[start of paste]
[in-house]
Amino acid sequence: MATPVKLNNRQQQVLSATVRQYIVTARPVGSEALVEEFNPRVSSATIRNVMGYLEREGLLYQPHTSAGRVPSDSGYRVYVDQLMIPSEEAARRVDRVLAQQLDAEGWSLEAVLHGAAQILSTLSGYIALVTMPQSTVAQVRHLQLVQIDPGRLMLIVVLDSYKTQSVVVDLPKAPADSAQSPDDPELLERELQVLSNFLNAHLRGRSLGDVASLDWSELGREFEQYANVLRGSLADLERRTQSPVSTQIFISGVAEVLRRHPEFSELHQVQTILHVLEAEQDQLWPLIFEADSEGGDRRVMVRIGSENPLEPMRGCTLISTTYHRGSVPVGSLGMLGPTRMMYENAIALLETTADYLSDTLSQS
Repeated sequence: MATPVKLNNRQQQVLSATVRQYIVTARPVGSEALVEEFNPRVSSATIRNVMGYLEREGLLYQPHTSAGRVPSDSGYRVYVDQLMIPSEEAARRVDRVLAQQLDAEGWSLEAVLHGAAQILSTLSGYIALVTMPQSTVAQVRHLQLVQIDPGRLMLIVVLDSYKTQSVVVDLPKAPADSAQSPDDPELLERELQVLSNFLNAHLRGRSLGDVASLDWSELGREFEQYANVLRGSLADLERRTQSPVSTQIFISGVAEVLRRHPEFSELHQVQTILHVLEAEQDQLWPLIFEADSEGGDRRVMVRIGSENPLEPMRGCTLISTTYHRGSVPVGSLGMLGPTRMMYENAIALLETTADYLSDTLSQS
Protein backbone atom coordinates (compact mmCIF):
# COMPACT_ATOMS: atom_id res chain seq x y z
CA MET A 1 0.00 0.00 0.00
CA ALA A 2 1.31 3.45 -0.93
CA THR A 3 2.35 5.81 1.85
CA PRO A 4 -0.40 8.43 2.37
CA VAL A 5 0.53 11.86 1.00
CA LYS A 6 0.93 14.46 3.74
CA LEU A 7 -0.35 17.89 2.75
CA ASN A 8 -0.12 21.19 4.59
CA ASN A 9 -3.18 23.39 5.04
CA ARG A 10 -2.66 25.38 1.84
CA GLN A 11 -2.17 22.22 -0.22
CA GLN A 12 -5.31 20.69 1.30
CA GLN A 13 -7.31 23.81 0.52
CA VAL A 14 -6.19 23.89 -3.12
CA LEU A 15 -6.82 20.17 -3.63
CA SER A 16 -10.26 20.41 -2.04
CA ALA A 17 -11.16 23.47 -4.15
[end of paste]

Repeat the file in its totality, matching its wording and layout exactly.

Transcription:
[in-house]
Amino acid sequence: MATPVKLNNRQQQVLSATVRQYIVTARPVGSEALVEEFNPRVSSATIRNVMGYLEREGLLYQPHTSAGRVPSDSGYRVYVDQLMIPSEEAARRVDRVLAQQLDAEGWSLEAVLHGAAQILSTLSGYIALVTMPQSTVAQVRHLQLVQIDPGRLMLIVVLDSYKTQSVVVDLPKAPADSAQSPDDPELLERELQVLSNFLNAHLRGRSLGDVASLDWSELGREFEQYANVLRGSLADLERRTQSPVSTQIFISGVAEVLRRHPEFSELHQVQTILHVLEAEQDQLWPLIFEADSEGGDRRVMVRIGSENPLEPMRGCTLISTTYHRGSVPVGSLGMLGPTRMMYENAIALLETTADYLSDTLSQS
Repeated sequence: MATPVKLNNRQQQVLSATVRQYIVTARPVGSEALVEEFNPRVSSATIRNVMGYLEREGLLYQPHTSAGRVPSDSGYRVYVDQLMIPSEEAARRVDRVLAQQLDAEGWSLEAVLHGAAQILSTLSGYIALVTMPQSTVAQVRHLQLVQIDPGRLMLIVVLDSYKTQSVVVDLPKAPADSAQSPDDPELLERELQVLSNFLNAHLRGRSLGDVASLDWSELGREFEQYANVLRGSLADLERRTQSPVSTQIFISGVAEVLRRHPEFSELHQVQTILHVLEAEQDQLWPLIFEADSEGGDRRVMVRIGSENPLEPMRGCTLISTTYHRGSVPVGSLGMLGPTRMMYENAIALLETTADYLSDTLSQS
Protein backbone atom coordinates (compact mmCIF):
# COMPACT_ATOMS: atom_id res chain seq x y z
CA MET A 1 0.00 0.00 0.00
CA ALA A 2 1.31 3.45 -0.93
CA THR A 3 2.35 5.81 1.85
CA PRO A 4 -0.40 8.43 2.37
CA VAL A 5 0.53 11.86 1.00
CA LYS A 6 0.93 14.46 3.74
CA LEU A 7 -0.35 17.89 2.75
CA ASN A 8 -0.12 21.19 4.59
CA ASN A 9 -3.18 23.39 5.04
CA ARG A 10 -2.66 25.38 1.84
CA GLN A 11 -2.17 22.22 -0.22
CA GLN A 12 -5.31 20.69 1.30
CA GLN A 13 -7.31 23.81 0.52
CA VAL A 14 -6.19 23.89 -3.12
CA LEU A 15 -6.82 20.17 -3.63
CA SER A 16 -10.26 20.41 -2.04
CA ALA A 17 -11.16 23.47 -4.15